Coffee.—The most important cultivation is that of coffee, a branch of industry which since the year 1841 has assumed a position of great and ever-increasing prominence. Coffee was an article of growth and export from Ceylon so far back as the time of the Portuguese, but like the cinnamon it grew wild without any attempt at cultivation. Patches of it were to be seen around the Kandyan villages in wild luxuriance; and the berry, gathered before it was ripe, and imperfectly cured, seldom possessed much flavour, and was lightly esteemed as an article of European com-merce. Coffee cultivation on the West Indian plan was first commenced in 1824 by Sir E. Barnes, then gover-nor of Ceylon, who hoped by his example to introduce coffee-planting by Europeans into the island. Until 1834, however, public attention does not seem to have been occupied with the subject; but in that year the falling off in the supplies from other quarters brought capitalists into ihe field; and when in 1836 the home duty on East India coffee was reduced to 6d. per ft, a great impulse was given to coffee planting in Ceylon. During that and the following year about 7000 acres of forest land were purchased for this object; and when at the end of a few years it became matter of notoriety that the soil and climate of Ceylon were capable of yielding a coffee equal in value to most kinds, the influx of capital from England for investment in this new branch of Ceylon industry became very great.

The commercial crisis of 1847 gave a check to coffee-planting in the island, and caused the abandonment of several estates. But enforced economy induced more careful cultivation, and the coffee enterprise soon recovered. There are now 1,215 coffee plantations of which 800 are owned by individual proprietors, 250 of whom reside on their own estates, and 400 more are resident in the island. The area is estimated at 250,000 acres, of which 195,000 are in bearing. The exports from these planta-tions for the coffee season ending 10th Oct. 1874 were 850,000 cwts., giving an average yield from old and new estates together of a little over 4 cwts. per acre. Estates from 5 to 10 years old probably yield about four and half cwts. per acre, and older estates about three and a half cwts. per acre. The price for plantation coffee in the London markets in 1845 was 74s. per cwt.; it has fluctuated considerably, and went down to 50s. in 1851, but it did not rise much above the price of 1845 till 1872, when it steadily rose till it reached 139s. on Feb. 7th,
1873. Land suitable for coffee is purchased from the
Government in forest. It was formerly sold in large
blocks at an upset price of 5s. an acre; it is now sold in
convenient blocks of 200 acres or less at an upset price
of £1 an acre ; no land, however, which is really well
suited for coffee can be obtained at less than £9 or £10 an
acre, and in 1873 a lot of 306 acres of forest land sold for
£18 per acre. Including the lands sold in small lots to
natives, the Government granted from 1833 to 1844

267,373 acres, and between 1844 and 1874 693,886 acres; the average price per acre has risen from 10s. 8d. to £2, 12s. 4d. per acre. The exports of coffee in 1850 were 278,473 cwts., valued at £609,262, and in 1873, 951,591 cwts., valued at £4,220,750.
Tea.—The cultivation of tea has recently been intro-duced. A small quantity of pure good tea is produced annually, and finds a ready market in the island. It has not yet become an article of export.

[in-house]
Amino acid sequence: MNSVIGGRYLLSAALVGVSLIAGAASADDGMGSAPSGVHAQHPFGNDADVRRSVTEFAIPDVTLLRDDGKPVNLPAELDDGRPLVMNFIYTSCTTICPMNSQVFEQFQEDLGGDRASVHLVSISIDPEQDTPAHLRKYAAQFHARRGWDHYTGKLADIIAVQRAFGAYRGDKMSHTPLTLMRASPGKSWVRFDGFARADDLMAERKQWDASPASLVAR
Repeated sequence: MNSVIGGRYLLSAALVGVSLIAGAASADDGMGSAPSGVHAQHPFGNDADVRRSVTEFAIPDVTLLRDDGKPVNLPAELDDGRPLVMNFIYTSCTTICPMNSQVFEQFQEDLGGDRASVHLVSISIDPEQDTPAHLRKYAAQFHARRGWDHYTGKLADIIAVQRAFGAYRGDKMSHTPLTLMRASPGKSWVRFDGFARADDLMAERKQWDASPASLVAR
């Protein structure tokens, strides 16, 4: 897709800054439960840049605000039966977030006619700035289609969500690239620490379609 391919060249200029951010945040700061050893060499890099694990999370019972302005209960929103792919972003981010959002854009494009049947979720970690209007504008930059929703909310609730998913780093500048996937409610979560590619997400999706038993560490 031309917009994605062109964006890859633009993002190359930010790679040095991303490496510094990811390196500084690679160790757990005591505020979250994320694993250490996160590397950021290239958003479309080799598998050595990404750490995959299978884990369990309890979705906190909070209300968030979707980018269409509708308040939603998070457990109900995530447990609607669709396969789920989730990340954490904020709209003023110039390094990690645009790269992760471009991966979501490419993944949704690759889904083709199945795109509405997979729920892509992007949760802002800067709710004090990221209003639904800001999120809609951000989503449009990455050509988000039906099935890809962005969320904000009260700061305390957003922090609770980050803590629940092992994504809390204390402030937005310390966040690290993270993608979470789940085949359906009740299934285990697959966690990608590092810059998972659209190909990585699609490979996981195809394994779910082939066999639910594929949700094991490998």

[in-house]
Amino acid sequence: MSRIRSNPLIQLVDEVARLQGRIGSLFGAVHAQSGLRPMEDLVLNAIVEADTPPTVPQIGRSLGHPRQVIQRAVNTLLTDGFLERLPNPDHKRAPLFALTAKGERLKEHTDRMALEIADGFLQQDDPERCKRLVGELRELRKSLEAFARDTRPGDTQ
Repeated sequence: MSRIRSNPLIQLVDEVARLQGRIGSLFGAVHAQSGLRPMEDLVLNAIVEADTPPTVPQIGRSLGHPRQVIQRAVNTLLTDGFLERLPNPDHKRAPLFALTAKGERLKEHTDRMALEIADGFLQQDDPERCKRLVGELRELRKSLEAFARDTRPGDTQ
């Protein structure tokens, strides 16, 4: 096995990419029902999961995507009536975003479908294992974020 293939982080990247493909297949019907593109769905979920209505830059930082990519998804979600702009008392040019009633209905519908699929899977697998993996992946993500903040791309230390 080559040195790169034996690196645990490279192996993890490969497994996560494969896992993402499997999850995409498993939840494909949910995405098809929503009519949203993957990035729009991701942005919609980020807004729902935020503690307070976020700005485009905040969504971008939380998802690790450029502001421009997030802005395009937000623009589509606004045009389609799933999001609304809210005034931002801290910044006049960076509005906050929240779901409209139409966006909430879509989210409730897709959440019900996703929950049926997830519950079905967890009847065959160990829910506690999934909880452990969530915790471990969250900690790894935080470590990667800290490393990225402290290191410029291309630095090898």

Cinchona.—Cinchona was introduced into the hill-districts of Ceylon and India from South America in 1860. It was brought direct from the forests, where it maintained an incessant struggle with other trees for existence. After patient and intelligent experiment its cultivation has been assured, and the object of its introduction secured. There is now provided an abundant supply of the bark at a price which will secure to the population at large the valuable febrifuge yielded by the alkaloids of cinchona.

Sugar.—The cultivation of sugar was commenced in 1836 near Kandy, and subsequently in several other parts of the island, but without any permanent success; the sugar grown in the island forms a very small portion of the annual consumption. The sugar imported in 1873 amounted to 28,956 cwts., valued at £46,953.

Cocoa-nuts.—As an investment for English capital cocoa-nut planting has not proved remunerative. To the native cultivator a small cocoa-nut plantation adjoining his home-stead is of the utmost value, as has been already explained under the head " palms." It is estimated that the extent of land, held by Europeans and natives, bearing cocoa-nuts is 250,000 acres.

Manufactures.—-The native manufactures are of the most primitive description. Coarse cotton cloth of a strong and serviceable kind is woven in rude looms, but the looms are rapidly disappearing with the introduction of the cheaper but inferior productions of Manchester. The fibre of the cocoa-nut is worked up in large quantities into coir yarn and cordage, which is admirably adapted for use in salt water. The country trading vessels employ no other cordage or rope than this, and indeed the planks of their small vessels are held together solely by coir yarn, without the aid of a single nail. Cocoa-nut oil is expressed from the dried kernel of the cocoa-nut in native mills, which are simply a rough mortar of wood or stone in which a heavy pestle of hard wood is made to revolve by means of a pair of oxen at the end of a long pole, secured by a bamboo to the upper end of the pestle, the whole machine forming a simple kind of lever, by the action of which the oil is extracted. Steam-power is now used by European merchants in manufacturing this oil and in preparing and pressing coir fibre, and oil and coir have become important articles of export. In 1850 the exports of coir rope, yarn, <fcc.,were 39,886 cwts., valued at £20,435, and in 1873, 65,048 cwts., valued at £45,363. Of cocoa-nut oil the exports in 1850 were 32,785 cwts., valued at £35,035, and in 1873, 113,872 cwts., of the value of £141,818.